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Health Savings Accounts and High Deductible Insurance Can Save You Money

Posted Feb 2nd, 2010 by Trisha Torrey

You’ve probably heard of Flexible Spending Accounts.  You can put money aside for certain kinds of expenses, like child care, or, yes, healthcare.  The big problem, and the hitch in figuring out whether to use them, is the fact that at the end of the year, if you have not spent the money you have saved, then you forfeit it.

Because of the forfeit rule, many people won’t consider setting up those accounts. Why would they risk losing their savings? 

Then, in 2003, the federal government designed a new type of account, called a Health Savings Account, to make it easier for some people to afford health insurance. Those who are eligible can reduce health insurance premiums and save tax dollars, too.  They do that by choosing a high deductible (also called catastrophic) health insurance plan, and pairing it with a Health Savings Account (HSA).  And the big plus: there is no risk of forfeiting the money saved in the HSA.  The money is saved from pre-tax dollars so no income tax is due on those dollars – that can save you a lot of money.

To be sure we understand… these are not the same as a previous kind of account called a Medical Spending or Savings Account.  Those no longer exist.  No, these have the word HEALTH in them – Health Savings Accounts.

Here’s how they work:

HSAs go hand-in-hand with a high deductible health insurance plan. A high deductible insurance plan commands lower premiums because you, the insured, are expected to spend more of your own money when you visit a doctor. The idea, then, is to choose a high deductible plan, pay a lower premium for the insurance, and put the difference into an HSA to pay for the care the insurance won’t cover.

How high does that insurance deductible need to be? For 2010, an individual must choose a plan with a deductible of $1,200 or more. The deductible for a family must be a minimum of $2,400.

Here’s an example of how it works. Say you have a choice between a $500 deductible plan that costs $1,000 a month, or a $2,500 deductible plan that costs $500 a month. It’s tempting to choose the lower premium, but scary to think of getting hit with $2,500 out of your pocket. So choose that higher deductible and its lower premium, then save $2,500 during the year in an HSA using before-tax dollars. It will save you several hundred dollars in taxes, plus you’ll have access to that savings account for any potential healthcare expenses.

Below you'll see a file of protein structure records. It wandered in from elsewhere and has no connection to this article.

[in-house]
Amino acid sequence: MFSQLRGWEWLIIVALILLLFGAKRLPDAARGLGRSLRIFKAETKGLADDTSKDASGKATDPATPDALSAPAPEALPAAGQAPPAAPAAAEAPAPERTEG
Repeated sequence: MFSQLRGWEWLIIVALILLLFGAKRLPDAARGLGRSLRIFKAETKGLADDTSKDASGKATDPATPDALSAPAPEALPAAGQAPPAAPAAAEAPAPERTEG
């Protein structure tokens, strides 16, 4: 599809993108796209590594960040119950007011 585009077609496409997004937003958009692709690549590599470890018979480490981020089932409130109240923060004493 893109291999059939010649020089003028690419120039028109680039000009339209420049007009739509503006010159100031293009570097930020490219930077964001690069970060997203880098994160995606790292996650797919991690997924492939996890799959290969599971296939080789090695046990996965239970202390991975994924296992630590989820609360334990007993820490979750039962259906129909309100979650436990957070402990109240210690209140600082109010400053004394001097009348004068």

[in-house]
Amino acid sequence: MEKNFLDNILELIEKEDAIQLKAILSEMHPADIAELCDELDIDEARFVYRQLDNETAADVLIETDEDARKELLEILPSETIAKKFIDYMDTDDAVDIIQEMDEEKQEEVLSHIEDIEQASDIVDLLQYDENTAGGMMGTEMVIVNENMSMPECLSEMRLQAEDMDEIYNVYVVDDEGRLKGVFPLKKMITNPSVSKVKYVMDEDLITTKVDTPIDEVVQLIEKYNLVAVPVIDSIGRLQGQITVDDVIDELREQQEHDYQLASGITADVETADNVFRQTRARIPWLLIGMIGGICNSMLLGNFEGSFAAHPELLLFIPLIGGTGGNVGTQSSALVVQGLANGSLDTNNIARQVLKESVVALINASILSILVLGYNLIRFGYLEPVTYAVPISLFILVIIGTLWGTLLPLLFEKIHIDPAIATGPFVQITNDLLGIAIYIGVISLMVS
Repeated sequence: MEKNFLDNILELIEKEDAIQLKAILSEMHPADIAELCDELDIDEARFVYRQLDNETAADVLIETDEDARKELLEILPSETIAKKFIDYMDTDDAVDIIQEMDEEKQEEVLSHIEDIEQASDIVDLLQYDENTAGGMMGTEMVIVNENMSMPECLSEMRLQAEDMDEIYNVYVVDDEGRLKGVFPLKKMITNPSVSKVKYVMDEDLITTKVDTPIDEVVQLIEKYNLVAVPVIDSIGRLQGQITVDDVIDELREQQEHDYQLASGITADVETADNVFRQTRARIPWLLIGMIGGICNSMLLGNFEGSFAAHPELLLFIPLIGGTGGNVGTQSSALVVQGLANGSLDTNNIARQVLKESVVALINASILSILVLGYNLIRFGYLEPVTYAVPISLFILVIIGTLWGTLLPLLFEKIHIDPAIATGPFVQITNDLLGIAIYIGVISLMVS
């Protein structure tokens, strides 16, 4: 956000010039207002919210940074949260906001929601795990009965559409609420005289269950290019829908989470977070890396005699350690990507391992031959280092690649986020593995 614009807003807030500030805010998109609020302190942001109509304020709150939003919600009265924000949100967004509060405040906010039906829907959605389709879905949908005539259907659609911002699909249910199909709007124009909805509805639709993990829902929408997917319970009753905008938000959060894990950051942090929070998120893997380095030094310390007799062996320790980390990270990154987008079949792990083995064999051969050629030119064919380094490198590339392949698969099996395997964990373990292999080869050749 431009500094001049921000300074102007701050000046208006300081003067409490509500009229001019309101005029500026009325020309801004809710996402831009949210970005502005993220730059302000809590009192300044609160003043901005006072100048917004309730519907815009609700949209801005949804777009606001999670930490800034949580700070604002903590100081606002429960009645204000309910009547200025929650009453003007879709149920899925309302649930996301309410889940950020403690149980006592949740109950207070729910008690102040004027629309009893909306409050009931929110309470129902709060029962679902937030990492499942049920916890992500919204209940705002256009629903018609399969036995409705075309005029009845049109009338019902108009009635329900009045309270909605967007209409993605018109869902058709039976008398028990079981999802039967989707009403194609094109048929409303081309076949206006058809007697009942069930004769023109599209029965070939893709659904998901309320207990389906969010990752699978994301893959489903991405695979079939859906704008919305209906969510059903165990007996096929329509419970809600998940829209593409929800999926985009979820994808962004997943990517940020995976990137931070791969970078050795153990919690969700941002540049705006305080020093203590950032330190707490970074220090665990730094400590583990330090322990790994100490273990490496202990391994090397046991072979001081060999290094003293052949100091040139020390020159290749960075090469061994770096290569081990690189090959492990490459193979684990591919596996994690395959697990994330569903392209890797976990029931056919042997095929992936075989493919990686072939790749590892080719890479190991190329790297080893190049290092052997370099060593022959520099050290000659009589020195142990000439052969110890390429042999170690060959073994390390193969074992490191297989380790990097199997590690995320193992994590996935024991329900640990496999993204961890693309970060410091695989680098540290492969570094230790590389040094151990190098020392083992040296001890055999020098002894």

The money is yours to keep year to year, employer to employer, location to location, until you need to withdraw it for your medical expenses. It won’t be forfeited for non-use. Further, you never pay taxes on that money as long as it’s used only for medical expenses.

As you incur a qualified medical expense, anything from a doctor’s appointment, to a medical test, to prescription drugs or a bottle of aspirin, even some complementary or alternative forms of medicine, you can use money from your HSA as long as you aren’t reimbursed by your health insurance.

How can you be sure an HSA is a good choice for you?

HSAs are a good choice for some people, but make little sense for others. If healthcare is not a big expense for you, an HSA may work well. You’ll be shifting the bulk of your health dollars to money you can save and use later when you really need it. You will send less to insurance companies where it will just disappear if it never gets used.

Most people who have higher medical costs won’t find an advantage to using an HSA. Often the higher deductible plans are accompanied by higher co-pays and other limits, so any advantage in use of the HSA is lost on those expenses. There may still be some tax advantage. You’ll need to crunch some numbers, or ask your accountant, to see if an HSA will save you money.

As is true for so many of these plans, there are plenty of rules and limits about who can participate, who can contribute to your account, how the money may be used, and how much can be saved or spent. Ask someone in your employer’s human resources department to help you with the rules, and to help determine if an HSA makes sense for you.

If you decide the idea has merit, you can usually set one up at your bank or through your credit union.  Most health insurers offer them, too, but since you have no idea whether you will always keep your insurance policy with one insurer, it’s better not to set one up through their company.

The government has put out a good list of HSA basics and frequently asked questions. You can find that information at:


About the author

Trisha Torrey is Every Patient's Advocate. She is a newspaper columnist, radio talk show host, national speaker, and the guide to patient empowerment at

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